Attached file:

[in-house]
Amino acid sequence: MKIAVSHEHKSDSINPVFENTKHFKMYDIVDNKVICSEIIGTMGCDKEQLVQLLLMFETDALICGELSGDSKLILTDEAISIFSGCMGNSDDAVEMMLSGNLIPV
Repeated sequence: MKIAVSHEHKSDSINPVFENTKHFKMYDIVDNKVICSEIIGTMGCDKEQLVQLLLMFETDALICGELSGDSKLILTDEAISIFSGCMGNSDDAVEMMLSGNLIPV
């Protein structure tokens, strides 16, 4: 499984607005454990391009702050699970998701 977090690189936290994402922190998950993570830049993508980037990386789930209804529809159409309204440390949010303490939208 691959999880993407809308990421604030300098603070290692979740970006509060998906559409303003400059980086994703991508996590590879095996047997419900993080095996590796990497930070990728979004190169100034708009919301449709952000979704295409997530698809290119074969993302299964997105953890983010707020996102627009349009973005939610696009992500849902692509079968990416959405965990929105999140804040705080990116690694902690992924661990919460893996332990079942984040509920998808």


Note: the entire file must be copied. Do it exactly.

[in-house]
Amino acid sequence: MKIAVSHEHKSDSINPVFENTKHFKMYDIVDNKVICSEIIGTMGCDKEQLVQLLLMFETDALICGELSGDSKLILTDEAISIFSGCMGNSDDAVEMMLSGNLIPV
Repeated sequence: MKIAVSHEHKSDSINPVFENTKHFKMYDIVDNKVICSEIIGTMGCDKEQLVQLLLMFETDALICGELSGDSKLILTDEAISIFSGCMGNSDDAVEMMLSGNLIPV
């Protein structure tokens, strides 16, 4: 499984607005454990391009702050699970998701 977090690189936290994402922190998950993570830049993508980037990386789930209804529809159409309204440390949010303490939208 691959999880993407809308990421604030300098603070290692979740970006509060998906559409303003400059980086994703991508996590590879095996047997419900993080095996590796990497930070990728979004190169100034708009919301449709952000979704295409997530698809290119074969993302299964997105953890983010707020996102627009349009973005939610696009992500849902692509079968990416959405965990929105999140804040705080990116690694902690992924661990919460893996332990079942984040509920998808």